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Moving proteins within living embryos using light

Posted by on February 24th, 2016

By Clare Buckley and Rachel Moore One of the things that we find most challenging about working with whole vertebrate organisms is how we can tie ourselves in knots trying to unpick the function of a single component within such an intricate and interconnected web of proteins and signalling cascades. All too often knocking out[…]

FISHing fish

Posted by on February 15th, 2016

By L. Carine Stapel and Nadine L.Vastenhouw   In developmental biology, the ability to analyze gene expression patterns is essential to address questions about gene regulation and cell fate. In our lab, we use zebrafish embryos to ask questions such as how is the onset of transcription in an embryo temporally regulated? How do cells[…]

New 3D anatomy viewer available at eMouseAtlas

Posted by on January 26th, 2016

A new 3D viewer that allows interactive visualisation of mouse embryo anatomy is now available from the eMouseAtlas website (www.emouseatlas.org/). A slice viewer allows visualisation of anatomy on arbitrary section through mouse embryos – much like a virtual microtome – whilst a 3D anatomy pop-up window allows users to visualise the delineated anatomical components in[…]

Rapid electron microscopic detection of GFP-tagged proteins in cells and whole organisms

Posted by on December 23rd, 2015

The use of green fluorescent protein (GFP) has revolutionised the study of dynamic cellular processes in cells, tissues, and whole organisms. Laboratories throughout the world have exploited the simplicity of GFP as an everyday tool to determine protein localisation in cell lines and whole organisms. Fluorescence microscopy now dominates the imaging field although the attainable[…]

Computing the worm: artificial intelligence approaches to planarian regeneration and beyond

Posted by on October 30th, 2015

Pattern formation and regulation emerges from cellular activity determined by specific biophysical and genetic rules. A major challenge for developmental biology, biomedicine, and synthetic bioengineering is this highly indirect (Lobo et al., 2014b) relationship between the rules that govern processes at the lower scales, and the anatomical outcomes observed at the macroscopic scale. It is[…]

Fly like a fish?

Posted by on October 26th, 2015

Zebrafish is a common model organism in many fields of science. The study by Sundvik et al. 2015 in Scientific Reports tests the safety of acoustic levitation of an intact organism using zebrafish embryos (Figure 1). Acoustic levitation has over the last few decades been developed to provide a wall- and contactless environment to transfer[…]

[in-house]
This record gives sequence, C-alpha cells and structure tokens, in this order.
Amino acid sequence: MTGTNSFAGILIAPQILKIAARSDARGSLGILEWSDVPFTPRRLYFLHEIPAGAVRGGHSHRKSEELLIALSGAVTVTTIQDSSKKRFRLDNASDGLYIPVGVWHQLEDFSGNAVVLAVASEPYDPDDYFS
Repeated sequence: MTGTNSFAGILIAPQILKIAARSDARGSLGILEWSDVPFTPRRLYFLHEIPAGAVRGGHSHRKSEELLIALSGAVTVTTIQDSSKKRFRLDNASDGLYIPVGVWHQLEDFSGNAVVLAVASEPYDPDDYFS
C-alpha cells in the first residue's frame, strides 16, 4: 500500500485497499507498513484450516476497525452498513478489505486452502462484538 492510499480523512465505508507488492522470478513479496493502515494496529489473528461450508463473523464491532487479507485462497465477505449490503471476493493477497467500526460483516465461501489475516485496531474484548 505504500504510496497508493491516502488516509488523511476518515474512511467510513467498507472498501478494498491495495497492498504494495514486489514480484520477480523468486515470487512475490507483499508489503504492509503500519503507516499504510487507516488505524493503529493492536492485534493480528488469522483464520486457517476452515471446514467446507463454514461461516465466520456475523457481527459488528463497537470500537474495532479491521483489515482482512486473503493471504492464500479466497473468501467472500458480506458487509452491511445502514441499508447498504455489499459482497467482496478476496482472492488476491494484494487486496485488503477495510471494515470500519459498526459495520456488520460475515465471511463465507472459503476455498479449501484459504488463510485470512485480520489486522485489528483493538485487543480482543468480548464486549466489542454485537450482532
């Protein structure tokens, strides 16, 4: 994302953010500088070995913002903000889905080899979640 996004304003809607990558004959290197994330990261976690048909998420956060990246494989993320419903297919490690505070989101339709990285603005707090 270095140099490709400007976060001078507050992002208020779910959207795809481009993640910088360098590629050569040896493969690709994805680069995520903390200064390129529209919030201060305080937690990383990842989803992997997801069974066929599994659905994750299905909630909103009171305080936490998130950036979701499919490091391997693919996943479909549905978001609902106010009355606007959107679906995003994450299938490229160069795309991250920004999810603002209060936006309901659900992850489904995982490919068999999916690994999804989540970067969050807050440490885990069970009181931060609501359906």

Live-cell analysis of plant embryogenesis: Live-cell imaging, optical manipulation, and micro-engineering technologies

Posted by on October 16th, 2015

In multicellular animals and plants, the single-celled zygote develops into the embryo. In the model plant Arabidopsis thaliana, the zygote divides asymmetrically to form a small cytoplasmic apical cell, which is the precursor of the proembryo, and a large vacuolated basal cell, which develops into the extra-embryonic suspensor (Figure 1). Communication between the intra-embryo (proembryo[…]

EmbryoMaker: a general modeling framework to simulate developing systems and perform experiments in silico.

Posted by on October 4th, 2015

One of the main challenges of Developmental Biology is to understand the complex developmental mechanisms giving rise to different organs or whole organisms. In most cases, these involve the interplay between cell-cell signalling and cell and tissue movements driven by one or several cell behaviours (such as cell proliferation, cell migration, etc.). Cell signalling will[…]

Enabling research with human embryonic and fetal tissue resources

Posted by on September 24th, 2015

This Spotlight article was written by Dianne Gerrelli, Steven Lisgo, Andrew J. Copp and Susan Lindsay, and was first published in Development.   Congenital anomalies are a significant burden on human health. Understanding the developmental origins of such anomalies is key to developing potential therapies. The Human Developmental Biology Resource (HDBR), based in London and Newcastle, UK, was established to provide embryonic[…]

A technique dating back to 1935 is recovered for cancer research in flies

Posted by on September 15th, 2015

A study conducted by ICREA researcher Cayetano González, at the Institute for Research in Biomedicine (IRB Barcelona), and published in Nature Protocols describes a forgotten technique used in the fly Drosophila melanogaster dating back 80 years. This method allows the transplantation of tissue from larvae to adult flies, thus allowing research into tumour growth and[…]